Women can be just as complacent in wrongdoings as men

Karla Homolka via CBC
Karla Homolka via CBC

Feminism does not mean women are perfect beings

By Cazzy Lewchuk, Opinions Editor

There is a specific odd breed of feminism often perpetuated by well-meaning men. It involves suggesting males are primarily responsible for all the horrible things that have ever gone on in the world, and that women have been exclusively innocent victims in the carnage. Due to the patriarchy, on some levels, this is true. Treating women as second-class citizens leads to many of their accomplishments being ignored, for better or for worse. It contributes to erasing their actions from history and discouraging their very presence.

Recently, liberal advocate and filmmaker Michael Moore tweeted what he felt was a reasonable way to bash patriarchy and (of course) weigh in on the election. “No women ever invented an atomic bomb, built a smoke stack, initiated a Holocaust, melted the polar ice caps, or organized a school shooting.” No doubt, he was trying to make a point that aggression, violence, and murder is less common among women, which is true. But he was also completely wrong in his historical analysis.

The Manhattan Project involved work from thousands of scientists, many of whom were women. Factory chimneys can be and are constructed by female workers. Many women worked in Nazi concentration camps and were instrumental in torturing victims. The greenhouse effect is contributed to by everyone, including, yes, women who offset carbon emissions in their lives. And although most school shooters are indeed male, one famous incident in 1979 that left two adults dead and eight children injured was orchestrated by Brenda Ann Spencer, the subject of my all-time favourite song, “I Don’t Like Mondays” by The Boomtown Rats. Plus, women incite violence in schools a lot, just not with bullets. Ask anyone who’s worked in education.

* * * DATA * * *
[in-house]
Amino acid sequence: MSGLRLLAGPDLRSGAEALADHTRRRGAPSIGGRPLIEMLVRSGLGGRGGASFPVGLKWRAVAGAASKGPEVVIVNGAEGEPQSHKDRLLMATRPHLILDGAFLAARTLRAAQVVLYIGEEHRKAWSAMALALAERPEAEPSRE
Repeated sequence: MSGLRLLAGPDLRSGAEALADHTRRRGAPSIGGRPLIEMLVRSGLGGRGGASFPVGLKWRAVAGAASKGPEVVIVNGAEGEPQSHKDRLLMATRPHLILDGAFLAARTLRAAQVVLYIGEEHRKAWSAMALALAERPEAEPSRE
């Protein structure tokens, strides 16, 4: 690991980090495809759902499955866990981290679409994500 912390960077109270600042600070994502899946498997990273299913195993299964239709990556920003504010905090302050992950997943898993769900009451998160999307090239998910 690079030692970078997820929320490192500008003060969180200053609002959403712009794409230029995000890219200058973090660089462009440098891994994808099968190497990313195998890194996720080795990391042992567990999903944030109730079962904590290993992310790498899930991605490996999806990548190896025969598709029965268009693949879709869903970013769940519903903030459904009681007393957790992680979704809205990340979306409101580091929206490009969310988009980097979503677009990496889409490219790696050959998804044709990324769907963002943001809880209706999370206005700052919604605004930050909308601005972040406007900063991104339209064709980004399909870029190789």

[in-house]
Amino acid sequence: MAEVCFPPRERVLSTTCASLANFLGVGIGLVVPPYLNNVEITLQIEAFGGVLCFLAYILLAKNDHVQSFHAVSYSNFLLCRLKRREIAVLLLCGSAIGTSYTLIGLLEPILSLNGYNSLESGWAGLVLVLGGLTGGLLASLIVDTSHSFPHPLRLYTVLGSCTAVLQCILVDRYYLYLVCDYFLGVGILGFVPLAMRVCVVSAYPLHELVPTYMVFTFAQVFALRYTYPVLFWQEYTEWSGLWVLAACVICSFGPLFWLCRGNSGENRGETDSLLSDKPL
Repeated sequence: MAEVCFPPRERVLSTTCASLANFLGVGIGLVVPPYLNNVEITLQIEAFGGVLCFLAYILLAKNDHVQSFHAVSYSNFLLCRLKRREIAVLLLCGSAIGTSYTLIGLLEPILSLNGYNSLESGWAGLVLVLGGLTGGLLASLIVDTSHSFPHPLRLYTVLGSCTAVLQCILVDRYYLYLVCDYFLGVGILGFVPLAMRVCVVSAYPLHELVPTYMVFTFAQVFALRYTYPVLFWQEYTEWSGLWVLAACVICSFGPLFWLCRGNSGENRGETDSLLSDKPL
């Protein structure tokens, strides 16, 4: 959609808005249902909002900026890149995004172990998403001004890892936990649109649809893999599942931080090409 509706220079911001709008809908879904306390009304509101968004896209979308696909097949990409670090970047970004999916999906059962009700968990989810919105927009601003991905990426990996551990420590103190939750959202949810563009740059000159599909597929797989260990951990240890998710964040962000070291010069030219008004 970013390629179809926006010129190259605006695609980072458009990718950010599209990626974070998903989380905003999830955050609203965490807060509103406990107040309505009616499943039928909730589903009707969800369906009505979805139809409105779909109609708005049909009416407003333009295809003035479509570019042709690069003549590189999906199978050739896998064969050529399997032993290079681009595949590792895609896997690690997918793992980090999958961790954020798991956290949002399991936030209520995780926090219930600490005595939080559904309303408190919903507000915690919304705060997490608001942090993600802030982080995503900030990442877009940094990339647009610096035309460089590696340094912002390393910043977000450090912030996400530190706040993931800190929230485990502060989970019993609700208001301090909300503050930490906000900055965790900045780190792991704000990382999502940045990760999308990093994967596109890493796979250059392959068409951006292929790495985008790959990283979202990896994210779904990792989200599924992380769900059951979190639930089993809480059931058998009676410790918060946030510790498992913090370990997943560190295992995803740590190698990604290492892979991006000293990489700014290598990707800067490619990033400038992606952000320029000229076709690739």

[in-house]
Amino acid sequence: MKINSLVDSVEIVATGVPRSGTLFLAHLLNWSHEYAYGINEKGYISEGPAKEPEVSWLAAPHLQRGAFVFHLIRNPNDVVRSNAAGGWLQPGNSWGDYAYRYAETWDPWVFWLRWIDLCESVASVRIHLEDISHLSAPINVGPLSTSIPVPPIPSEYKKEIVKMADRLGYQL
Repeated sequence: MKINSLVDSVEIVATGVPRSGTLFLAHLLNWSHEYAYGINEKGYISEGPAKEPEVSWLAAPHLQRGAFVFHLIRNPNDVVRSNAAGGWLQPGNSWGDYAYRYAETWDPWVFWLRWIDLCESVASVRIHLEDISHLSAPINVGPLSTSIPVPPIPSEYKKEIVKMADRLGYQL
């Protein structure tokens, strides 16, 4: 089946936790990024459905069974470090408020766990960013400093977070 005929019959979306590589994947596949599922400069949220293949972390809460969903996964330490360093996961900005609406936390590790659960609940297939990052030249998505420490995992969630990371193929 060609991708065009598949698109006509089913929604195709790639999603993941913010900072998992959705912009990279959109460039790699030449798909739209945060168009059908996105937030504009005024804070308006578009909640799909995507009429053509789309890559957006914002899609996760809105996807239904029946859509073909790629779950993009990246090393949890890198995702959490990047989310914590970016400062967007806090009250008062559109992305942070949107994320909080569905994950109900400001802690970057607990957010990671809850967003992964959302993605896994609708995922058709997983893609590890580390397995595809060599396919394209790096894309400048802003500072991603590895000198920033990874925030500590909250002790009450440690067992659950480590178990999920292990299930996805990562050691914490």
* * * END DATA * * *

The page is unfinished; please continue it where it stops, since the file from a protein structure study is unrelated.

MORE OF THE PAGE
If you truly believe in equality and the empowerment of women, you have to acknowledge the great evils they are capable of. Morality is a human thing, not just something that’s toyed upon by men, with all women being innocent. Women everywhere can and do all the same things men do, even if those things are awful. They lie, assault, steal, abuse children, rape, and murder. There are female serial killers who worked both alone or with partners, as well as caretakers such as Beverly Allitt and Mother Teresa who abused their wards either through violence or negligence. The factors that influence women to do these things are the same as men: mental illness, their upbringing, or personality disorders such as anti-social personality disorder (ASPD). But they commit these acts through their own free will.

There are very few, if any, feminists that would not advocate for women being held accountable for actions in the same way that men are (and vice-versa, as men not being held responsible is a major reason for feminism in the first place). Similarly, they would agree that women are just as capable of hurting their fellow humans as anyone else.

There are factors that influence males to do more damage to others, particularly the power structure. A woman couldn’t rise to power in Nazi Germany and orchestrate the killing of millions, because a woman in Germany in the ’30s couldn’t get that politically popular in the first place. Even today, the concept of a woman being in charge is continuously discouraged and challenged, whether they’re head of a household, corporation, or the entire USA. Men have significantly more aggressive tendencies due to their hormones. They also live in a society where they are encouraged to hurt others, simply because they’re able to. If the system wasn’t so inherently biased towards tearing women down and allowing society to discourage them, the morality balance would seem less obvious.

Men aren’t all evil, and neither are women, for the simple reason that not all humans are evil. But all humans are capable of making their own decisions and moral choices, even if they turn out to be awful ones.